Mastering an MD with MDD: An Initiative to Destigmatize Mental Illness in Medicine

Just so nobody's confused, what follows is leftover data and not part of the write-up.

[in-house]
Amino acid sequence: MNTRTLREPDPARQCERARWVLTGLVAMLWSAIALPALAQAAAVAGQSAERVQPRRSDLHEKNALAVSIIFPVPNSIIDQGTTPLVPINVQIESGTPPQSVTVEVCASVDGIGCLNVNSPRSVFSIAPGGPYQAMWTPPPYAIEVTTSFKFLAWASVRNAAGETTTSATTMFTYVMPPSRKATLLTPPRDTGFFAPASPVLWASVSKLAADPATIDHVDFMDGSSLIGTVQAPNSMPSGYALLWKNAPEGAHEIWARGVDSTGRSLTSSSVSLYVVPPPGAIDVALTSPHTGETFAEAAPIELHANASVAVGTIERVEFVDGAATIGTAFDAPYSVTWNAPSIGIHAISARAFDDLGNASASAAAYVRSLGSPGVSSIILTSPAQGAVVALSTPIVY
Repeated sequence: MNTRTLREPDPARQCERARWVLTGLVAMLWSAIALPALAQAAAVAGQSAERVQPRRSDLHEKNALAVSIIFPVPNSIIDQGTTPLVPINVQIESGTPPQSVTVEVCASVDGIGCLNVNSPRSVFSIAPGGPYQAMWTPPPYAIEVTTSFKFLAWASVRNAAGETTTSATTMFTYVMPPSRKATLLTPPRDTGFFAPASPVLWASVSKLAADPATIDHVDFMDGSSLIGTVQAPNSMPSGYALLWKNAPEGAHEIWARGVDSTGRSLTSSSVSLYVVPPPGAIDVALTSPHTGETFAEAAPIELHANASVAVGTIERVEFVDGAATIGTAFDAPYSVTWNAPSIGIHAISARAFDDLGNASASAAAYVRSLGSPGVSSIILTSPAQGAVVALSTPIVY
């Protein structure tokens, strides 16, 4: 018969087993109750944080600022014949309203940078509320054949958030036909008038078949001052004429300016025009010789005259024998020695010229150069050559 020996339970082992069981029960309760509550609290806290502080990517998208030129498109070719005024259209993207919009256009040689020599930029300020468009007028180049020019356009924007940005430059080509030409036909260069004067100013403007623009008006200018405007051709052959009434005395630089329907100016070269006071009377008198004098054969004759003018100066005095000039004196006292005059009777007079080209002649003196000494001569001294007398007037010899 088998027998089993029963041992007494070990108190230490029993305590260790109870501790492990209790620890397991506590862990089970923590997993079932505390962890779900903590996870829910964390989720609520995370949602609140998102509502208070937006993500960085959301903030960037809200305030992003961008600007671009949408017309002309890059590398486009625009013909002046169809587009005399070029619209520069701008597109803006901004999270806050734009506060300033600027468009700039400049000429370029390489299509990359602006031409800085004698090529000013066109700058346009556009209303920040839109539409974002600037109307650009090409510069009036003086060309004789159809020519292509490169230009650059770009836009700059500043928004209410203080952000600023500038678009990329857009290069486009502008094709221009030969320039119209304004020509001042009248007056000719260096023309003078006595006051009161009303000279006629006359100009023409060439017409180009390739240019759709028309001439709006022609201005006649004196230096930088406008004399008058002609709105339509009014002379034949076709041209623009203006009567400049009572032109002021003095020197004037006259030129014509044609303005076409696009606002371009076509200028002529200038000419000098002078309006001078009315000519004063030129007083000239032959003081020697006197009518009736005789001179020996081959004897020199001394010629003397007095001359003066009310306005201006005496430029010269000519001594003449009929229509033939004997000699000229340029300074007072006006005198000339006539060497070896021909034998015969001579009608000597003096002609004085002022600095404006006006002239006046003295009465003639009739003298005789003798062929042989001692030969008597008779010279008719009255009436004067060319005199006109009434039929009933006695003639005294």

I am just a medical student who happens to suffer from complicated major depressive disorder and generalize anxiety disorder. The statistics all say that medical students and physicians are more prone to mental illness, but not many of us come out and share our mental health issues candidly. This column emerged out of my need to voice for change. I see no shame in starting the conversation and opening up about my journey through medical school with mental illness. Through this column, I hope to reach out to my fellow students who are enduring similar struggles, demonstrating to them that they are not alone and that it is perfectly possible to be a successful physician even with mental illness. In addition, I would like to offer a unique perspective to those who cannot relate in order to create more understanding about each other within the medical field. The stigma surrounding mental illness in medicine may not have started with us, but it can certainly end with us if we collectively rise up, raise awareness and demand change. As a famous revolutionary once stated, “Be the change you wish to see in the world.” I wish to follow in his footsteps.